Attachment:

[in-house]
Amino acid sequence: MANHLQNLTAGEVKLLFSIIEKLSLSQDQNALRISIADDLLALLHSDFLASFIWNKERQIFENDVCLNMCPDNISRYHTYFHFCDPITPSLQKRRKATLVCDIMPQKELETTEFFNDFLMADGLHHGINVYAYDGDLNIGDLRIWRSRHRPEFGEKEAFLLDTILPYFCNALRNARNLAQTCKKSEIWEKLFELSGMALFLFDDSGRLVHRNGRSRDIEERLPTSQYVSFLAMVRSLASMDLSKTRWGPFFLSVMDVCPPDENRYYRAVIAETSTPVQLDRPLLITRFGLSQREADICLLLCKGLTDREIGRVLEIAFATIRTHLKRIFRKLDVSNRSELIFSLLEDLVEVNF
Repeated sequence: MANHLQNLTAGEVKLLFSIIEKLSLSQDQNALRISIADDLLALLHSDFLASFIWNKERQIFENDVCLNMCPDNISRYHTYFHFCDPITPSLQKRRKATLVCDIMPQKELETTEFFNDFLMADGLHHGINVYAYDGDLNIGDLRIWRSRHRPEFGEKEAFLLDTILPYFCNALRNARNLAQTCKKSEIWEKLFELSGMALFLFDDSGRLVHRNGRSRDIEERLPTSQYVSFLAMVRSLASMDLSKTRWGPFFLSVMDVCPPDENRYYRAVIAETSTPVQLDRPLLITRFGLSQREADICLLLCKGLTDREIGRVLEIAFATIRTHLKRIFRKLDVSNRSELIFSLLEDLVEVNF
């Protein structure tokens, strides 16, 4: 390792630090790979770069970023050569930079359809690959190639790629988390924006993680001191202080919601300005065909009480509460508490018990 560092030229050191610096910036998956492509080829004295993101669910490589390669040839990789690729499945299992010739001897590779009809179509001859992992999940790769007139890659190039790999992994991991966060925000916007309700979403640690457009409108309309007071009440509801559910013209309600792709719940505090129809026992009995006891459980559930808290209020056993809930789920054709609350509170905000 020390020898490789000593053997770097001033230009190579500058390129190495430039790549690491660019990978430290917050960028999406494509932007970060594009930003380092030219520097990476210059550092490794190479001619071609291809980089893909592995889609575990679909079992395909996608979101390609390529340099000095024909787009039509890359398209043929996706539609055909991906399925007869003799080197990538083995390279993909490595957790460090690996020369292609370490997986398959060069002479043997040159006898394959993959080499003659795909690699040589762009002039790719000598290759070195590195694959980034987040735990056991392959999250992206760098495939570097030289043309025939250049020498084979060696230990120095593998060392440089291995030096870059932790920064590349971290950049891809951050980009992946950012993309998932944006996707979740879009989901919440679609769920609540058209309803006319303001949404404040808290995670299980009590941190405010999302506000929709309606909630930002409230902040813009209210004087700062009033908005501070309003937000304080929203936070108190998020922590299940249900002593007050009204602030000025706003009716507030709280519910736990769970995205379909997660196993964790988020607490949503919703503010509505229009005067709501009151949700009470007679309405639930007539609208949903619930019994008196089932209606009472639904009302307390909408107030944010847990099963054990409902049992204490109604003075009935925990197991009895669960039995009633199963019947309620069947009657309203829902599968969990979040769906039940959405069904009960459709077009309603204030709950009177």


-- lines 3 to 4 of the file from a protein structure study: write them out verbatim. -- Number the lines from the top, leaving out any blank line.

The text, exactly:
Repeated sequence: MANHLQNLTAGEVKLLFSIIEKLSLSQDQNALRISIADDLLALLHSDFLASFIWNKERQIFENDVCLNMCPDNISRYHTYFHFCDPITPSLQKRRKATLVCDIMPQKELETTEFFNDFLMADGLHHGINVYAYDGDLNIGDLRIWRSRHRPEFGEKEAFLLDTILPYFCNALRNARNLAQTCKKSEIWEKLFELSGMALFLFDDSGRLVHRNGRSRDIEERLPTSQYVSFLAMVRSLASMDLSKTRWGPFFLSVMDVCPPDENRYYRAVIAETSTPVQLDRPLLITRFGLSQREADICLLLCKGLTDREIGRVLEIAFATIRTHLKRIFRKLDVSNRSELIFSLLEDLVEVNF
């Protein structure tokens, strides 16, 4: 390792630090790979770069970023050569930079359809690959190639790629988390924006993680001191202080919601300005065909009480509460508490018990 560092030229050191610096910036998956492509080829004295993101669910490589390669040839990789690729499945299992010739001897590779009809179509001859992992999940790769007139890659190039790999992994991991966060925000916007309700979403640690457009409108309309007071009440509801559910013209309600792709719940505090129809026992009995006891459980559930808290209020056993809930789920054709609350509170905000 020390020898490789000593053997770097001033230009190579500058390129190495430039790549690491660019990978430290917050960028999406494509932007970060594009930003380092030219520097990476210059550092490794190479001619071609291809980089893909592995889609575990679909079992395909996608979101390609390529340099000095024909787009039509890359398209043929996706539609055909991906399925007869003799080197990538083995390279993909490595957790460090690996020369292609370490997986398959060069002479043997040159006898394959993959080499003659795909690699040589762009002039790719000598290759070195590195694959980034987040735990056991392959999250992206760098495939570097030289043309025939250049020498084979060696230990120095593998060392440089291995030096870059932790920064590349971290950049891809951050980009992946950012993309998932944006996707979740879009989901919440679609769920609540058209309803006319303001949404404040808290995670299980009590941190405010999302506000929709309606909630930002409230902040813009209210004087700062009033908005501070309003937000304080929203936070108190998020922590299940249900002593007050009204602030000025706003009716507030709280519910736990769970995205379909997660196993964790988020607490949503919703503010509505229009005067709501009151949700009470007679309405639930007539609208949903619930019994008196089932209606009472639904009302307390909408107030944010847990099963054990409902049992204490109604003075009935925990197991009895669960039995009633199963019947309620069947009657309203829902599968969990979040769906039940959405069904009960459709077009309603204030709950009177």